Doug Corbett was one of the best pitchers in baseball as a 27-year-old rookie in 1980, making 73 appearances and earning 23 saves with a 1.98 ERA, 1.056 WHIP, and finishing third in Rookie of the Year balloting. His 7.8 WPA (win probability added) led all major league players (pitchers or otherwise). His 5.7 WAR was fourth-best among American League pitchers.
The Twins acquired the Florida native from the Reds in the December 1979 Rule 5 Draft.
He was the winning pitcher in his major league debut in Oakland on Opening Day 1980. He took over in the top of the eighth and held the A’s to just one hit over five shutout innings before the Twins pulled it out 9-7 in 12 innings.
Corbett made his only All-Star team in 1981, when he led the AL with 54 appearances, and led the majors with 45 games finished during the 109-game strike-shortened season. Unfortunately, those 45 games finished only translated into 17 saves on the 41-68 Twins.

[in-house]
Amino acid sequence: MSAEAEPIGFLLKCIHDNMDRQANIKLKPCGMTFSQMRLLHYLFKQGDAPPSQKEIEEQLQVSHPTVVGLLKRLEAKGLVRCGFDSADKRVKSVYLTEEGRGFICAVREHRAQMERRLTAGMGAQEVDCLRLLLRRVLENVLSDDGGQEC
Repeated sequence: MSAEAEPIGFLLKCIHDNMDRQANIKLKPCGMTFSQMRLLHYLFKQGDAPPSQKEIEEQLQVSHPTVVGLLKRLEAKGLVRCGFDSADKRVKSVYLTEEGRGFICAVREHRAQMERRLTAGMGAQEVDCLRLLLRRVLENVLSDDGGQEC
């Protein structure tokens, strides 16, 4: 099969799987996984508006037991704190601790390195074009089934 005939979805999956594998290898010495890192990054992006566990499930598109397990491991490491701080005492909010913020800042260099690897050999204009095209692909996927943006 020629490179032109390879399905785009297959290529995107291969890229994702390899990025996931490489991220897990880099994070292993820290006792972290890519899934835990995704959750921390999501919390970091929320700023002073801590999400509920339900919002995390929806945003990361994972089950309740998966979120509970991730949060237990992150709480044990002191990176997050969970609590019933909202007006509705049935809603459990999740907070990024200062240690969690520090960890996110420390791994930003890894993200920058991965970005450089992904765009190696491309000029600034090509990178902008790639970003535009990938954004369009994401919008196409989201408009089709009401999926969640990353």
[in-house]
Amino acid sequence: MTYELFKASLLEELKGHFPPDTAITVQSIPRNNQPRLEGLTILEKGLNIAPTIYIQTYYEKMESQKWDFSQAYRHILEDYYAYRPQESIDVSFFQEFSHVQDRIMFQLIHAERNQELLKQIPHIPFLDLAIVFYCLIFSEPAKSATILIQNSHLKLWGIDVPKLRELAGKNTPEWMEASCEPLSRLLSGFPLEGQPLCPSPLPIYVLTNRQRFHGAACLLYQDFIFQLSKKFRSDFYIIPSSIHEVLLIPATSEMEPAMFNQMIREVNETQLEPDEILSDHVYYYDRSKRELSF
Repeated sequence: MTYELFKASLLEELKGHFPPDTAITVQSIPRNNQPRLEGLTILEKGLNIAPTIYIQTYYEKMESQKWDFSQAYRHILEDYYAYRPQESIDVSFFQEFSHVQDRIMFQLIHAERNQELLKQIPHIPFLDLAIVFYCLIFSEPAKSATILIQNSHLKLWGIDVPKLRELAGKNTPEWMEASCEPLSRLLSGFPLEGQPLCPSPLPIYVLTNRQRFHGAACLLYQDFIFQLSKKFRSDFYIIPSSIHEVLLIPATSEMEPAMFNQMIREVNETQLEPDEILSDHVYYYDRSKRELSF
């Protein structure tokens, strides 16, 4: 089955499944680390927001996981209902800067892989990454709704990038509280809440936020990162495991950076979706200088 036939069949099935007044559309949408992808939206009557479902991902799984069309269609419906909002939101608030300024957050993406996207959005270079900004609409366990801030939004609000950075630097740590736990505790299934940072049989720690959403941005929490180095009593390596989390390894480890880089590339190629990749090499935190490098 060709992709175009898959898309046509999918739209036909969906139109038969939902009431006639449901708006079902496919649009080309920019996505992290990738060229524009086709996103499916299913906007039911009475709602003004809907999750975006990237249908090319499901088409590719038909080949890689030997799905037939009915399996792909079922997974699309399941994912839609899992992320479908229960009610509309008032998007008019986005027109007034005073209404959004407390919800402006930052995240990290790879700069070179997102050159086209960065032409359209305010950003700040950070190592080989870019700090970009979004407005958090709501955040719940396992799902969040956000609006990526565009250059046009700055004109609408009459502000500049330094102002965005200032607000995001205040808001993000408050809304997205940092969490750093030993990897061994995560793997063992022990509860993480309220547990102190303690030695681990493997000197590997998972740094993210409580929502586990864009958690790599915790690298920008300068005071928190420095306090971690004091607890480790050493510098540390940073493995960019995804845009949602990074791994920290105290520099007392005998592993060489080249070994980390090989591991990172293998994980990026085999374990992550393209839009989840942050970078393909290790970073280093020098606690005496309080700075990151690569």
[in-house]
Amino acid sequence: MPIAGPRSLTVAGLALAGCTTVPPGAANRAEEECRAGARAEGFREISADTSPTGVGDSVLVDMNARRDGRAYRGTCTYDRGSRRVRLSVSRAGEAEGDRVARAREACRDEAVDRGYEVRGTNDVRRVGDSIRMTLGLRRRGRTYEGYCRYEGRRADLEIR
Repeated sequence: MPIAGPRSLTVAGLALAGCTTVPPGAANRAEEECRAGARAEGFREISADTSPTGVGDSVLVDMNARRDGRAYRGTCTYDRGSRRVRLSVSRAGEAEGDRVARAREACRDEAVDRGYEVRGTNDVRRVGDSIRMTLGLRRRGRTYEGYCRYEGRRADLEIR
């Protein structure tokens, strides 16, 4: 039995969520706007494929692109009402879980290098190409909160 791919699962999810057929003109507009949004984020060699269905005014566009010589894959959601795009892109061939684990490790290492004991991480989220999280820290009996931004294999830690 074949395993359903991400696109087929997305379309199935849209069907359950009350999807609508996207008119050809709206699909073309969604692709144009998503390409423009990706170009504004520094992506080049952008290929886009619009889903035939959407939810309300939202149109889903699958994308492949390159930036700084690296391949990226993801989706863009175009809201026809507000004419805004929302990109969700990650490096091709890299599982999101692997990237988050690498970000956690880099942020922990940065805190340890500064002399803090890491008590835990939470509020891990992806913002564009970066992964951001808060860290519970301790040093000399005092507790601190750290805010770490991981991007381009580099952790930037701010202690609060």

The Twins traded Corbett and Rob Wilfong to the Angels for Tom Brunansky, Mike Walters, and $400,000 of Gene Autry’s cold hard cash on May 12, 1982.
Wilfong’s first-inning single was the only hit Tigers ace Jack Morris allowed at Met Stadium on August 21, 1980.
Corbett pitched into 1987—eight major league seasons altogether—but never matched the success of his rookie season (though he was solid for the Angels in 1984). He appeared in the 1986 ALCS against Boston (who, of course, went on to lose a memorable World Series to the Mets). Corbett spent his final season with Baltimore.
During the 1981 baseball strike, Corbett was working at an auto dealership in Elk River. One day I called up there and asked if I could drive up (I was 17) and get his autograph. I always thought he had the coolest signature because he would hook the G in Doug with the C in Corbett. I actually incorporated it into my own signature.
Very cool! I live in Zimmerman.
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